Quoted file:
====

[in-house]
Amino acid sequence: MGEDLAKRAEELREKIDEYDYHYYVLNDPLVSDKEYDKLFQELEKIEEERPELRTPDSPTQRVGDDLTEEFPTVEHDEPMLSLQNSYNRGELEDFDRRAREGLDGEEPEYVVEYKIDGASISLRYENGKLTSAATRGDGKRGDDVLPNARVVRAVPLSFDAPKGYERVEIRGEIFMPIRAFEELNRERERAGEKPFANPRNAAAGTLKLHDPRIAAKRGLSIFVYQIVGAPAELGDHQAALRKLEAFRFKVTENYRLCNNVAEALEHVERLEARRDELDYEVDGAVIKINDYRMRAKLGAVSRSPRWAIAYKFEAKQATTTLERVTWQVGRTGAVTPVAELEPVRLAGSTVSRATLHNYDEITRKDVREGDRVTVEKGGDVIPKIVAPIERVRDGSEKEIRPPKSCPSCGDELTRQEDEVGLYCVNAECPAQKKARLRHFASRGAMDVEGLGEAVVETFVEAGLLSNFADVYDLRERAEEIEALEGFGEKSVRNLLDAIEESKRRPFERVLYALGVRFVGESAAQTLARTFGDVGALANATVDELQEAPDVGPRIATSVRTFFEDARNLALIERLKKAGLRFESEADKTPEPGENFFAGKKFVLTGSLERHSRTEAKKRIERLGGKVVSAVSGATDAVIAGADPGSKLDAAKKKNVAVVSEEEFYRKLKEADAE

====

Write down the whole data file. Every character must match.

[in-house]
Amino acid sequence: MGEDLAKRAEELREKIDEYDYHYYVLNDPLVSDKEYDKLFQELEKIEEERPELRTPDSPTQRVGDDLTEEFPTVEHDEPMLSLQNSYNRGELEDFDRRAREGLDGEEPEYVVEYKIDGASISLRYENGKLTSAATRGDGKRGDDVLPNARVVRAVPLSFDAPKGYERVEIRGEIFMPIRAFEELNRERERAGEKPFANPRNAAAGTLKLHDPRIAAKRGLSIFVYQIVGAPAELGDHQAALRKLEAFRFKVTENYRLCNNVAEALEHVERLEARRDELDYEVDGAVIKINDYRMRAKLGAVSRSPRWAIAYKFEAKQATTTLERVTWQVGRTGAVTPVAELEPVRLAGSTVSRATLHNYDEITRKDVREGDRVTVEKGGDVIPKIVAPIERVRDGSEKEIRPPKSCPSCGDELTRQEDEVGLYCVNAECPAQKKARLRHFASRGAMDVEGLGEAVVETFVEAGLLSNFADVYDLRERAEEIEALEGFGEKSVRNLLDAIEESKRRPFERVLYALGVRFVGESAAQTLARTFGDVGALANATVDELQEAPDVGPRIATSVRTFFEDARNLALIERLKKAGLRFESEADKTPEPGENFFAGKKFVLTGSLERHSRTEAKKRIERLGGKVVSAVSGATDAVIAGADPGSKLDAAKKKNVAVVSEEEFYRKLKEADAE